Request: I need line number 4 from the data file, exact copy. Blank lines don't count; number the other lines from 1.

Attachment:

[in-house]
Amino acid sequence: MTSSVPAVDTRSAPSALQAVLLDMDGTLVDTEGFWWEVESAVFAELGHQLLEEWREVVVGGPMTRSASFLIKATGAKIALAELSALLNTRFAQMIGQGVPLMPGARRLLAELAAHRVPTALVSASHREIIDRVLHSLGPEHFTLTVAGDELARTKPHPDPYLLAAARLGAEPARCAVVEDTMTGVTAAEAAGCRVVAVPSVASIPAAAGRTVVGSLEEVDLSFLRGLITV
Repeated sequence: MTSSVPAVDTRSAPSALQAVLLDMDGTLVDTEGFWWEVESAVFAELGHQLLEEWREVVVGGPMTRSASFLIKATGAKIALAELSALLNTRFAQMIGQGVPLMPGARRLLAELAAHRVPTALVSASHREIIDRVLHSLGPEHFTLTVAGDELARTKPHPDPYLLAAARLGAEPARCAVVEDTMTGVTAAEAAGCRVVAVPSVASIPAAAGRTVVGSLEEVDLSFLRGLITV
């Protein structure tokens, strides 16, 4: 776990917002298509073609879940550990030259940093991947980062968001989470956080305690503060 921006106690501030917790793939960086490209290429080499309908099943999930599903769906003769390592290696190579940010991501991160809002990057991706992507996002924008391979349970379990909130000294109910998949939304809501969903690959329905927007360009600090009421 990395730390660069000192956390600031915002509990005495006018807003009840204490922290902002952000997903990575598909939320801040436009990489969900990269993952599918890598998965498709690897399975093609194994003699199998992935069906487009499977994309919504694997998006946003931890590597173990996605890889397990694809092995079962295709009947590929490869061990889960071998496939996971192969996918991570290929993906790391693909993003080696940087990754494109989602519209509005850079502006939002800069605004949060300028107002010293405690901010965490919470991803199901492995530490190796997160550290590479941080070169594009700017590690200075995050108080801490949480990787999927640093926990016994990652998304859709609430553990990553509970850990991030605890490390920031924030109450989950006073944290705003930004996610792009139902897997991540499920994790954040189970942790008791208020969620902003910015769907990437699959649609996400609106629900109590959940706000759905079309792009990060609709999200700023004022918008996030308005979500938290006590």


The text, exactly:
């Protein structure tokens, strides 16, 4: 776990917002298509073609879940550990030259940093991947980062968001989470956080305690503060 921006106690501030917790793939960086490209290429080499309908099943999930599903769906003769390592290696190579940010991501991160809002990057991706992507996002924008391979349970379990909130000294109910998949939304809501969903690959329905927007360009600090009421 990395730390660069000192956390600031915002509990005495006018807003009840204490922290902002952000997903990575598909939320801040436009990489969900990269993952599918890598998965498709690897399975093609194994003699199998992935069906487009499977994309919504694997998006946003931890590597173990996605890889397990694809092995079962295709009947590929490869061990889960071998496939996971192969996918991570290929993906790391693909993003080696940087990754494109989602519209509005850079502006939002800069605004949060300028107002010293405690901010965490919470991803199901492995530490190796997160550290590479941080070169594009700017590690200075995050108080801490949480990787999927640093926990016994990652998304859709609430553990990553509970850990991030605890490390920031924030109450989950006073944290705003930004996610792009139902897997991540499920994790954040189970942790008791208020969620902003910015769907990437699959649609996400609106629900109590959940706000759905079309792009990060609709999200700023004022918008996030308005979500938290006590």